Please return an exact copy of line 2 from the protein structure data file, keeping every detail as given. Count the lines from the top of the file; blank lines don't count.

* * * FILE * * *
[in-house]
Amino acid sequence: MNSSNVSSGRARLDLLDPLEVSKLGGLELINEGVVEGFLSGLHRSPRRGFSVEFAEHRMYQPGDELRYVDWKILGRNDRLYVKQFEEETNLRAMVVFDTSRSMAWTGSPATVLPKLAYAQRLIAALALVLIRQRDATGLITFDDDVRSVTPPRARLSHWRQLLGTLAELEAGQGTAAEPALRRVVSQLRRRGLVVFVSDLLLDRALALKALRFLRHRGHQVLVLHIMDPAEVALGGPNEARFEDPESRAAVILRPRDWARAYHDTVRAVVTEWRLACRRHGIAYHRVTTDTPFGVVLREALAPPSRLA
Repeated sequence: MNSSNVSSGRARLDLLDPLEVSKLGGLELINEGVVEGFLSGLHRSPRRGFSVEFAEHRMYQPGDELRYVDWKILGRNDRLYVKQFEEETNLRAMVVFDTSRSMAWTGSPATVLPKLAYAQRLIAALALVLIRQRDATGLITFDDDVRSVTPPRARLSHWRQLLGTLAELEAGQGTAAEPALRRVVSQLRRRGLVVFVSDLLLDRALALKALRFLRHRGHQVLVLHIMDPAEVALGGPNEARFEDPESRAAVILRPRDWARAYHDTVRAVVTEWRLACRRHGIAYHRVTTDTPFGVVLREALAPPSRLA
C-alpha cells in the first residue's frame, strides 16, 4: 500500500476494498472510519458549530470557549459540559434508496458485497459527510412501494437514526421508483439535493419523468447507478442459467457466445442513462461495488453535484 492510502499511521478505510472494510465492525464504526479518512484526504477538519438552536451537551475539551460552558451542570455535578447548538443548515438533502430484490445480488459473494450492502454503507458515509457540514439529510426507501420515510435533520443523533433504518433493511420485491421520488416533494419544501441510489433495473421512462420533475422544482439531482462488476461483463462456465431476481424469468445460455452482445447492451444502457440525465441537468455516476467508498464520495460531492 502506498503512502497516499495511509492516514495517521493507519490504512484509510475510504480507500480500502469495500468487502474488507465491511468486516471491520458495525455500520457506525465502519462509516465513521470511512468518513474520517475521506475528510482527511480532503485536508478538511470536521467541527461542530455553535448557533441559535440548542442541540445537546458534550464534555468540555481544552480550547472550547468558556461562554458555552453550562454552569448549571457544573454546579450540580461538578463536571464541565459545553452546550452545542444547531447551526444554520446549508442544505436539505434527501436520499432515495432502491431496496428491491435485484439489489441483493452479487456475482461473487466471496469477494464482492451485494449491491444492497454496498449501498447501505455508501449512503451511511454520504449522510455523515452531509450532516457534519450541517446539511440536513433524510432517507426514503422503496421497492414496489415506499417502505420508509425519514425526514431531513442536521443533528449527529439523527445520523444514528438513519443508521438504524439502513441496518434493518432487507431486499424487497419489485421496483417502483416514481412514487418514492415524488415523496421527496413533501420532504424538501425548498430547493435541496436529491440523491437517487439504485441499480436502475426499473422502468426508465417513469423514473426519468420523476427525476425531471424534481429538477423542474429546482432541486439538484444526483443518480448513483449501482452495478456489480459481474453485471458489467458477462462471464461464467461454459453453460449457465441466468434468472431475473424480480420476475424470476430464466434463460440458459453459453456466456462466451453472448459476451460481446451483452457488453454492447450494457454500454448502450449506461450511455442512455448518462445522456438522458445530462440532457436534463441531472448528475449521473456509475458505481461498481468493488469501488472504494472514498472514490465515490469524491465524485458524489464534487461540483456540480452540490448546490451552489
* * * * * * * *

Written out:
Amino acid sequence: MNSSNVSSGRARLDLLDPLEVSKLGGLELINEGVVEGFLSGLHRSPRRGFSVEFAEHRMYQPGDELRYVDWKILGRNDRLYVKQFEEETNLRAMVVFDTSRSMAWTGSPATVLPKLAYAQRLIAALALVLIRQRDATGLITFDDDVRSVTPPRARLSHWRQLLGTLAELEAGQGTAAEPALRRVVSQLRRRGLVVFVSDLLLDRALALKALRFLRHRGHQVLVLHIMDPAEVALGGPNEARFEDPESRAAVILRPRDWARAYHDTVRAVVTEWRLACRRHGIAYHRVTTDTPFGVVLREALAPPSRLA